In the Loop

Never thought I'd be so happy my kid likes TV

Posted at 12:17 PM on September 16, 2008 by Jeff Horwich (8 Comments)

I'm home sick today.

In fact, the whole little family is sick with what seems like the same cold: mother, three-month-old son, and me.

Teletubbies.pngI'm sitting here trying to get some work done while S. reclines on an infant pillow and watches...the Teletubbies. This is his first experience with them--a DVD we bought the other day. But at just three months he can tolerate Sesame Street and seems to really love another PBS show called It's a Big, Big World (which I'm now recording for him every day).

It's not just a special treat because he's down with a cold. Maybe it's wrong...certainly I've absorbed something about child-rearing that suggests that it's wrong...But we've found ourselves actually excited by the fact that he digs TV. He laughs, he kicks his legs when there's music, you can see his little brain working as he tries to process what he's seeing.

And of course, it gives us a break from having to carry, entertain, feed, and mop up his chin at all times.

According to the American Association of Pediatrics, babies under two shouldn't watch TV. They warn that, while there's nothing conclusive, it might even cause ADD. Yikes.

snook.jpgOf course, I think the vast majority of parents cave in and turn the TV loose on their kids earlier than two. At this stage, S. has a hard time making it through reading even a short book to him...after about five minutes, he's squirming and hollering to be or do anything besides sit in a lap and look at pictures. And we certainly do love to entertain him, make faces, baby-talk, all that stuff. But you can't do that constantly.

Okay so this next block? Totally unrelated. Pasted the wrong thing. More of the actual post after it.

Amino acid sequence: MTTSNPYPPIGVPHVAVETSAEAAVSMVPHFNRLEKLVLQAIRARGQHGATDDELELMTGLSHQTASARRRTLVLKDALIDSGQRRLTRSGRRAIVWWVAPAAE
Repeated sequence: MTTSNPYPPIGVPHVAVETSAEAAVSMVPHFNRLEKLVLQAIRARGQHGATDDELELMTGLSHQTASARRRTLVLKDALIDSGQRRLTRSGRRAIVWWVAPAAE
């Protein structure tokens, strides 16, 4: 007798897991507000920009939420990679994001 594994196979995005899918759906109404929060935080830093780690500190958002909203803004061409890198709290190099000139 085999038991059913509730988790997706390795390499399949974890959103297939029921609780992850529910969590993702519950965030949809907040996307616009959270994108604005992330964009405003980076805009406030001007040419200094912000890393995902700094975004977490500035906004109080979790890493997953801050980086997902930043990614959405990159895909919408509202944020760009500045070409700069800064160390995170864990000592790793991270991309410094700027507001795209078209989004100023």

It's not just that TV is a fall-back, though. What I'm most surprised to feel is that...I might actually be doing him good. Because when I'm not there making googley-eyes, the Teletubbies can be. Even though he's just three months old, I wonder if the basic lessons, bright colors, and friendly voices on Big, Big World aren't helping him appreciate that life is a fun, exciting place. (Image at left of "Snook," the big sloth star of the show, via PBSKids.org)

Of course, the big danger with young kids and TV is that you can overdo it. I take solace in the fact that his day care doesn't have a TV in sight.

But I'm still torn. TV good, or TV evil? I'd like to believe...all things in moderation. But does that hold for babies and TV? I'm haunted by the pediatricians.

(And, as I engage in my first ever serious Teletubby-watching, I think the jury is still our on whether Tinky-Winky is gay. Really, is he any more gay than the rest of them?)


Comments (8)

When my daughter (now 17) was a baby, I worked nights and her mom worked days - so I was home with her every day.